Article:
This is a cross-post from Just Journalism.
Yesterday The Guardian’s Datablog published the results of the Global Peace Index, which ranks the ‘calm’ and ‘peacefulness’ of 153 countries across the world. The index takes into account a broad array of factors, including crime rates, internal and external relations and conflicts, arms sales, military size, democratic indices and social indicators. In the overall ranking of countries Israel – not including the Palestinian territories – ranks 145 out of 153, its lowest ever rating.
The methodology of the index, devised by the Economist Intelligence Unit, was questioned by the unit’s sister company, The Economist, at its inception in 2007. ‘Give peace a rating’ suggested that ‘the index will run into some flak’, as it was weighted against more militarised countries:
‘By unconditionally endorsing low military budgets and marking down high ones, the index may seem to give heart to freeloaders: countries that enjoy peace precisely because others (often America) care for their defence.’
The Guardian makes it clear that the 2011 Global Peace Index takes into account events during the Arab Spring, as it ‘sees dramatic falls in middle east countries after the Arab spring’. However, several key Arab states that have typified the last several months of regional unrest, seeing mass demonstrations and thousands of deaths, continue to rank far above Israel on the peace scale.
Egypt, which this year saw hundreds of thousands of people take to the streets of Cairo to bring down their government, witnessed pitched battles in Tahrir Square and which saw over 800 civilians deaths in the uprising, is ranked 73rd of 153 countries. Libya, which has been in the throes of a full civil war for the last two months, still ranks two above Israel on the peace index.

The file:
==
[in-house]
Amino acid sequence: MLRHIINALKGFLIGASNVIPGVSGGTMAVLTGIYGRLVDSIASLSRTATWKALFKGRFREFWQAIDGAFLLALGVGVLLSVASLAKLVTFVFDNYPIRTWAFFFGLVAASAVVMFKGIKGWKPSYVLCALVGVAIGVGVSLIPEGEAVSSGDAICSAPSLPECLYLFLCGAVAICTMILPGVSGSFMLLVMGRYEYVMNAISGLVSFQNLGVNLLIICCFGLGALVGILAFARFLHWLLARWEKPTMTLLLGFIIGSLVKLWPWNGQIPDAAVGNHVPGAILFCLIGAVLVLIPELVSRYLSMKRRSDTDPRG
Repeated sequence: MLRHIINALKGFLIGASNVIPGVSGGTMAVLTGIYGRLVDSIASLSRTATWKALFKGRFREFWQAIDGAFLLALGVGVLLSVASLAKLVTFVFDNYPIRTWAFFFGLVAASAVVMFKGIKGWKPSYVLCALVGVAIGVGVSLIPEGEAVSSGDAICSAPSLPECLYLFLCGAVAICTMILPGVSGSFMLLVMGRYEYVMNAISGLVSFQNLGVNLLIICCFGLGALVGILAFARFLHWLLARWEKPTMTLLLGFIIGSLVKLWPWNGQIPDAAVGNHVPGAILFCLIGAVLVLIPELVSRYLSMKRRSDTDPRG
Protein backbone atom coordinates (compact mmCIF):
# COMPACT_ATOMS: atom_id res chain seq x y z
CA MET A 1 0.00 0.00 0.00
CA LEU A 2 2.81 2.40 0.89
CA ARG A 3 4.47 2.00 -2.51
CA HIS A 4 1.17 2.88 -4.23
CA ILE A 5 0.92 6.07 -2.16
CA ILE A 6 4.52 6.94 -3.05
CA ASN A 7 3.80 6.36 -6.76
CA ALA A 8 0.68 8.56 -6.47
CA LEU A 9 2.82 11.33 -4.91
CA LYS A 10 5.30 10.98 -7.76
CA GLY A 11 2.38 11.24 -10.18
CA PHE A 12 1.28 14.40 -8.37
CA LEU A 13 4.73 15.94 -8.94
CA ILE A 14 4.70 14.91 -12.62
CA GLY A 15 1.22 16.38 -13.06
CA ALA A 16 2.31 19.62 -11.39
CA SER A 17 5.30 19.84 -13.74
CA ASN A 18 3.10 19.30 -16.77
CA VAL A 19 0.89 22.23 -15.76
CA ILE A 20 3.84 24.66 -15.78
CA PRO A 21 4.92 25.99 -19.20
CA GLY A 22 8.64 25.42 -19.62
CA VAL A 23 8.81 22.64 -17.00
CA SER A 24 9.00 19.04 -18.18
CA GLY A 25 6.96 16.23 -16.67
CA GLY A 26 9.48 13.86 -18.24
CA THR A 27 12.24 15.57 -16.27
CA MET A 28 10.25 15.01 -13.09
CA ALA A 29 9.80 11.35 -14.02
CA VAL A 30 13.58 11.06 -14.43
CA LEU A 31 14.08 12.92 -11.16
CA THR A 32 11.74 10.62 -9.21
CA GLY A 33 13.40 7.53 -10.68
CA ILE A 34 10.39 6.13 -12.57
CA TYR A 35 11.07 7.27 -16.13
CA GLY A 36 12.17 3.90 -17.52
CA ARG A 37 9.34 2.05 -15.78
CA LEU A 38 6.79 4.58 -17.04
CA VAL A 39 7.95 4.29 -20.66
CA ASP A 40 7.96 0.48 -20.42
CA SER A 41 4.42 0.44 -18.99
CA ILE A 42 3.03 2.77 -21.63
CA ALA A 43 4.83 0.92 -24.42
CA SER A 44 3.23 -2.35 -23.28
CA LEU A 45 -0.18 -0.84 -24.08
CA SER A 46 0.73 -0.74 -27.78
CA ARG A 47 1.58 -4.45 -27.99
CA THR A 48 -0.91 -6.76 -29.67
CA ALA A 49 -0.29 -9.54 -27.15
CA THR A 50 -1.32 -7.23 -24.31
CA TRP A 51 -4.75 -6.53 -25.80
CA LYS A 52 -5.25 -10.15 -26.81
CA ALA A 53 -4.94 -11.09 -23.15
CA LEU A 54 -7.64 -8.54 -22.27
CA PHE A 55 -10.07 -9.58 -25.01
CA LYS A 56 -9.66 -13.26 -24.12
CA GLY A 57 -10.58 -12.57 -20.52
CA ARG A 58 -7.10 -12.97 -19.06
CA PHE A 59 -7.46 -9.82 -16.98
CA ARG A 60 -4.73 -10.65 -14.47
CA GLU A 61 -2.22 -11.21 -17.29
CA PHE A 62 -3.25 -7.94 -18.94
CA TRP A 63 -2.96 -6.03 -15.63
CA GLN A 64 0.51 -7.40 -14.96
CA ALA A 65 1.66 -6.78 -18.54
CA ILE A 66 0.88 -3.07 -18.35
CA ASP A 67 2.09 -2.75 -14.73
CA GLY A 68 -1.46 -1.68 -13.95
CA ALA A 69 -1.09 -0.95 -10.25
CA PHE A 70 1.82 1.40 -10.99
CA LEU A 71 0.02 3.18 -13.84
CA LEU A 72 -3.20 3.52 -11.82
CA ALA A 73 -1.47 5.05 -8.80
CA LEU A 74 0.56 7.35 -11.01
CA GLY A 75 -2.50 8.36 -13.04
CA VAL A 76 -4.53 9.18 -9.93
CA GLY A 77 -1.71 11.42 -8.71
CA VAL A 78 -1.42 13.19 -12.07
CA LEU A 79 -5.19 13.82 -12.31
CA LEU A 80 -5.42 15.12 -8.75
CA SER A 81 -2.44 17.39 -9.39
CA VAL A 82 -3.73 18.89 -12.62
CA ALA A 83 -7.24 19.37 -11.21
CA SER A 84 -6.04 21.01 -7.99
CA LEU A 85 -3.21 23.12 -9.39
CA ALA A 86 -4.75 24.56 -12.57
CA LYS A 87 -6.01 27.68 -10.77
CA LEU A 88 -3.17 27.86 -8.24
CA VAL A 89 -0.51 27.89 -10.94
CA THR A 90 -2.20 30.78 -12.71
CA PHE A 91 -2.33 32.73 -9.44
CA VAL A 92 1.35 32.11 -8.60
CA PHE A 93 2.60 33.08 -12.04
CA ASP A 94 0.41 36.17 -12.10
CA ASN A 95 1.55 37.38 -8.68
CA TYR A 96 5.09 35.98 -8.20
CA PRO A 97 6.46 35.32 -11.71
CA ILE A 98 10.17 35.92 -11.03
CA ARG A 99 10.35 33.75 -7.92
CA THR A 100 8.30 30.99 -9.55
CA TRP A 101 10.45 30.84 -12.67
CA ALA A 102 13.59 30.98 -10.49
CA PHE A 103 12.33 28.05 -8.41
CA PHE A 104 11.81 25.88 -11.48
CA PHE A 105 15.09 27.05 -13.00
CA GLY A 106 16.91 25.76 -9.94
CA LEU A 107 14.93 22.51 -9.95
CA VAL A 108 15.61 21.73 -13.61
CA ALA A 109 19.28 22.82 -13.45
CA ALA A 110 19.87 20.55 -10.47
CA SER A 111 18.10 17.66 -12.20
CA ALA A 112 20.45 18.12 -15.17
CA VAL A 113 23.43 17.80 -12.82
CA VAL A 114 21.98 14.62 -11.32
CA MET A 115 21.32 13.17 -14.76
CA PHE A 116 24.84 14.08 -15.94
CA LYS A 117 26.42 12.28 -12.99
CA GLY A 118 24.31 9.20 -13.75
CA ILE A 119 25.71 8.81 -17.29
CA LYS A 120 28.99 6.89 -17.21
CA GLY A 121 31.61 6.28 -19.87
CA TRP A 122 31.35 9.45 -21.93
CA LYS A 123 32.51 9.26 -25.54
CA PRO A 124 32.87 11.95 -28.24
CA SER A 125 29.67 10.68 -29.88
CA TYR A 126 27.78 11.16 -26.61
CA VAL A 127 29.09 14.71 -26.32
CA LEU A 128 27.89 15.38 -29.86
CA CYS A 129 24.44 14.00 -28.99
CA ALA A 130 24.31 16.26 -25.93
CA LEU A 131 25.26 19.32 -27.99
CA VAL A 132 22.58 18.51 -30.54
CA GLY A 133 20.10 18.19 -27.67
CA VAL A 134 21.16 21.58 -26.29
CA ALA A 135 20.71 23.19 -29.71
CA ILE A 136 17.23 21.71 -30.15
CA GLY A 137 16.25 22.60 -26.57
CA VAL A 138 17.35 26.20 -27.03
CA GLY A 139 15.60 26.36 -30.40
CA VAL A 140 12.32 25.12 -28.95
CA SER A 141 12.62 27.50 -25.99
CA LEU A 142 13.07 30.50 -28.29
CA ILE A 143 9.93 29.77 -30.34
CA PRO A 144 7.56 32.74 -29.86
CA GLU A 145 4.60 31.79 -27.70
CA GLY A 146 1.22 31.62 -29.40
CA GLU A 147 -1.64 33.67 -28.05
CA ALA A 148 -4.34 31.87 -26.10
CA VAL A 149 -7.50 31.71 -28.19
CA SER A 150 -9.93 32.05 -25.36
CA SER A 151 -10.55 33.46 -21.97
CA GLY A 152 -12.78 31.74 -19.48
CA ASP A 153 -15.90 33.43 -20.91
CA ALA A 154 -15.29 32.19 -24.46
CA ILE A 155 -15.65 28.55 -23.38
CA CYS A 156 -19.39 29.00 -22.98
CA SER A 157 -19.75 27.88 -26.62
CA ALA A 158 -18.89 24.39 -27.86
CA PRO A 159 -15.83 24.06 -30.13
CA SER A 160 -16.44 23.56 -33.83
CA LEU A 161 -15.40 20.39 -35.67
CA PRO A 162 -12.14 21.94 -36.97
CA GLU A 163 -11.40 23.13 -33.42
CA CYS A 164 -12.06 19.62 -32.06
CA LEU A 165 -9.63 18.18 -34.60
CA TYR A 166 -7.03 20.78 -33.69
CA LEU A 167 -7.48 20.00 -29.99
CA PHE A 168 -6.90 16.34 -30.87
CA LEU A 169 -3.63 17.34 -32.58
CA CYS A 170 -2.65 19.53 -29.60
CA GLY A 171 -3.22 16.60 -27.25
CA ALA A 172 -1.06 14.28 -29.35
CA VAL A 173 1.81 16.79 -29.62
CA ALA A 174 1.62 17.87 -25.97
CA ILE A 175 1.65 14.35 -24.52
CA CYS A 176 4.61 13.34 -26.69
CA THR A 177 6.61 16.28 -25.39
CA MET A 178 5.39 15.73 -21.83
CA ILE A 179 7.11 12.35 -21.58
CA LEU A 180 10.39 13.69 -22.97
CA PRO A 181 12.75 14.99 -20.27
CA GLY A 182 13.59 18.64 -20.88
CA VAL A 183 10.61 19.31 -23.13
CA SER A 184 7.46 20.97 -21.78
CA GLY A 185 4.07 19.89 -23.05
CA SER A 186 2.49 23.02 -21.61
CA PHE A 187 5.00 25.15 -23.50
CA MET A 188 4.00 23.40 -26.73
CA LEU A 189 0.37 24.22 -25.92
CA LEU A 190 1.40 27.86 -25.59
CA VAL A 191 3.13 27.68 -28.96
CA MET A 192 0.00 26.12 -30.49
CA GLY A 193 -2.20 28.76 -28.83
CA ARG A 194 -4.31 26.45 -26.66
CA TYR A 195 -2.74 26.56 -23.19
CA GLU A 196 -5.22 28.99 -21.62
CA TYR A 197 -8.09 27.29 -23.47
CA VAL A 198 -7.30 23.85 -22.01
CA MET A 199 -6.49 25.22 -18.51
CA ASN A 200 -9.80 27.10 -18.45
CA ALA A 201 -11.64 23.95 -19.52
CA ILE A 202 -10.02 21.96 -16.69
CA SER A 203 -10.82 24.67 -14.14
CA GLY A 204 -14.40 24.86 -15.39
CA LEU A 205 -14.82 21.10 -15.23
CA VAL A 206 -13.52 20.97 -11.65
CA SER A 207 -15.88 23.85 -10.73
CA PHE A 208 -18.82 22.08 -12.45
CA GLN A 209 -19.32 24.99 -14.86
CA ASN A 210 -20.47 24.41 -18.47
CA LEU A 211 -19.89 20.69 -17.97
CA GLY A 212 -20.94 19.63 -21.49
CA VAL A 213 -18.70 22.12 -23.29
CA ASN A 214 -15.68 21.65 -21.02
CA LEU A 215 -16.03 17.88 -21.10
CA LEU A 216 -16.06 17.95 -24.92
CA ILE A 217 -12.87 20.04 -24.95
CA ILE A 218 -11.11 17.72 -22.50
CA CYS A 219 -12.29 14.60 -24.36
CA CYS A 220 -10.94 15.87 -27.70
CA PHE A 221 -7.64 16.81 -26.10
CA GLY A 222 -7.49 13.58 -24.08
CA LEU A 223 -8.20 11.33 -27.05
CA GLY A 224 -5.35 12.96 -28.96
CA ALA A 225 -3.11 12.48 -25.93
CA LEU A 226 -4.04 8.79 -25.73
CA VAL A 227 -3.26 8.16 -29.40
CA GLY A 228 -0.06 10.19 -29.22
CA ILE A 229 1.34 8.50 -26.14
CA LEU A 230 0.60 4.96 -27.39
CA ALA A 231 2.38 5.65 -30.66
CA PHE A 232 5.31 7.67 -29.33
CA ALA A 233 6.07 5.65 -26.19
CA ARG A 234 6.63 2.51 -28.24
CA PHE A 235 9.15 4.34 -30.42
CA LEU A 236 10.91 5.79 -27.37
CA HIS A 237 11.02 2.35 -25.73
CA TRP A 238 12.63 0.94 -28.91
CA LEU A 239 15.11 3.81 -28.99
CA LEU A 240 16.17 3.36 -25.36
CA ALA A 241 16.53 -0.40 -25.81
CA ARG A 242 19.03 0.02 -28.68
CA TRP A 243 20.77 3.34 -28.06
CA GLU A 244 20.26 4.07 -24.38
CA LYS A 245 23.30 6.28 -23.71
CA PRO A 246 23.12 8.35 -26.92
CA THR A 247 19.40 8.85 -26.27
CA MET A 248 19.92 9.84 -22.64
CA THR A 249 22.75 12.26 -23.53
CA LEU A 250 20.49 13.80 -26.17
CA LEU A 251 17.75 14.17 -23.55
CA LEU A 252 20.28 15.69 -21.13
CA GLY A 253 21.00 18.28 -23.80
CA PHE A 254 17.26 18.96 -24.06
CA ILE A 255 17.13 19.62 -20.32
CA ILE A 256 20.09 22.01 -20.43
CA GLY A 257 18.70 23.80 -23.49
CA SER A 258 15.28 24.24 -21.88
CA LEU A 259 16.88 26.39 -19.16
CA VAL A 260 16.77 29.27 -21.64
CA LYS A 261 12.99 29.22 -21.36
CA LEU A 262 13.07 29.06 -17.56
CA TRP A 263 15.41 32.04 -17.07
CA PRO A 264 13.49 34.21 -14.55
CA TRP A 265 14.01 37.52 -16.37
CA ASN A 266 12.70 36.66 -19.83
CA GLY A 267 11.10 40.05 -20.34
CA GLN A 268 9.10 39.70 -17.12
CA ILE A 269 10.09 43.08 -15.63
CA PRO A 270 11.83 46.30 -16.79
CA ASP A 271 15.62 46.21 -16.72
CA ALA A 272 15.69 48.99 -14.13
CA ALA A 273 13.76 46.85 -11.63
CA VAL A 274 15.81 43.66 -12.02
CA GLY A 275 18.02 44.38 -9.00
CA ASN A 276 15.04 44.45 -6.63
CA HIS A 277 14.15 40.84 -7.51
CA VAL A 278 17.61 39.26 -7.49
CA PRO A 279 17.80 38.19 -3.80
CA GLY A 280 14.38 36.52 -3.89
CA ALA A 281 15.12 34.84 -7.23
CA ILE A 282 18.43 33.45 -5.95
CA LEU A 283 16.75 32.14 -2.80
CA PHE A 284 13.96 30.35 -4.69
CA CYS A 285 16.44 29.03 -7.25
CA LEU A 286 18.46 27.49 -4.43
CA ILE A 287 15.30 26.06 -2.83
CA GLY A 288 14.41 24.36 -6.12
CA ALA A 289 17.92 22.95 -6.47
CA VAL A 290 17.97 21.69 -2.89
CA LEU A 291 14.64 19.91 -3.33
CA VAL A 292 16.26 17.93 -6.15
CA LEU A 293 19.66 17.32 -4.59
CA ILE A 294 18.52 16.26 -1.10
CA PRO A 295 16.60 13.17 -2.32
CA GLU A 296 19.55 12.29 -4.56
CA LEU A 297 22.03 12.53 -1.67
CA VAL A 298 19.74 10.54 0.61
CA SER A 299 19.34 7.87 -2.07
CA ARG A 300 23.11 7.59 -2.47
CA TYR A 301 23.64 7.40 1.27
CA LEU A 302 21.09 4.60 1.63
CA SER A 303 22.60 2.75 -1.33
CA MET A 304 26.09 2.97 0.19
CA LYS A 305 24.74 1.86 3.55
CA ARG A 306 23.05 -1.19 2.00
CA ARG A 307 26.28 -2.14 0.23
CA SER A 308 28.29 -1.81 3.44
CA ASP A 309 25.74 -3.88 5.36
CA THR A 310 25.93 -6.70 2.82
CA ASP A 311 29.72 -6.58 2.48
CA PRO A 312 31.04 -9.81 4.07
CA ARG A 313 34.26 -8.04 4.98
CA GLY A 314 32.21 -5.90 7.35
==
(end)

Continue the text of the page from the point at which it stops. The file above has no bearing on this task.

Syria, with nearly 1,000 deaths reported during the repression of protests there since March, and with reports of mass graves found outside the city of Deraa and the apparentmass execution of soldiers who refused to fire on civilians, ranks 29 places above Israel.
Israel even ranks seven places below Yemen in the index, regardless of the fact that even before the recent uprising Yemen was considered one of the least stable countries in the world, with The Guardian’s Brian Whitaker asking back in 2009 whether Yemen was about to become a fully ‘failed state’. Interestingly, that year Yemen ranked 22 places above Israel on the index, an even bigger margin than today.
Analysing the Global Peace Index in greater detail is also highly illustrative. Israel scores well on indices indicating the state of its democracy, with its ‘Electoral process’ scoring 8.75/10, ‘Political participation’ scoring 8.33/10 and with a ‘Political Democracy Index’ of 7.48/10. This compares to countries such as Saudi Arabia, which scored 0/10 for Electoral process, 1.11/10 for Political participation and 1.84/10 on the Political Democracy Index. However, regardless of these positive characteristics of the Israeli state, it still stands 44 places below Saudi Arabia in the overall ranking.
One of the most striking features of the Global Peace Index is the rating given to Israel in the category of ‘Disrespect for human rights’. Israel is given a 5/5 – the worst possible rating – alongside countries such as North Korea. Iran, which has killed between 4,000 and 6,000 people for their sexual preference since 1979, gets a 4/5 disrespect for human rights rating. Saudi Arabia, which arrests women who drive, also received a better rating (4/5) than Israel in the same category.
Perhaps one of the most indicative results in the index’s ‘Disrespect for human rights’ ranking is the 1.5/5 given to Bahrain. The Gulf kingdom, which saw its own wave of demonstrations that were violently repressed earlier this year, has been gravelycondemned for ‘systematic’ violations of the Geneva Convention, after targeting medical staff who treated the wounded during demonstrations in the country.
Reports suggest that doctors, nurses and other hospital workers were beaten, arrested and ‘disappeared – held incommunicado or at undisclosed locations’ for treating injured protesters. Richard Sollum, deputy director of Physicians for Human Rights, writing in The Independent in April, said:
‘In two decades of conducting human rights investigations in more than 20 countries, I have never seen such widespread and systematic violations of medical neutrality as I did in Bahrain… These attacks violate the principle of medical neutrality and are grave breaches of international law.’
Regardless of such reports, Bahrain’s ‘disrespect for human rights rating’ is still 3.5 points better than that of Israel, and it sits 22 places higher than Israel in the overall Global Peace Index.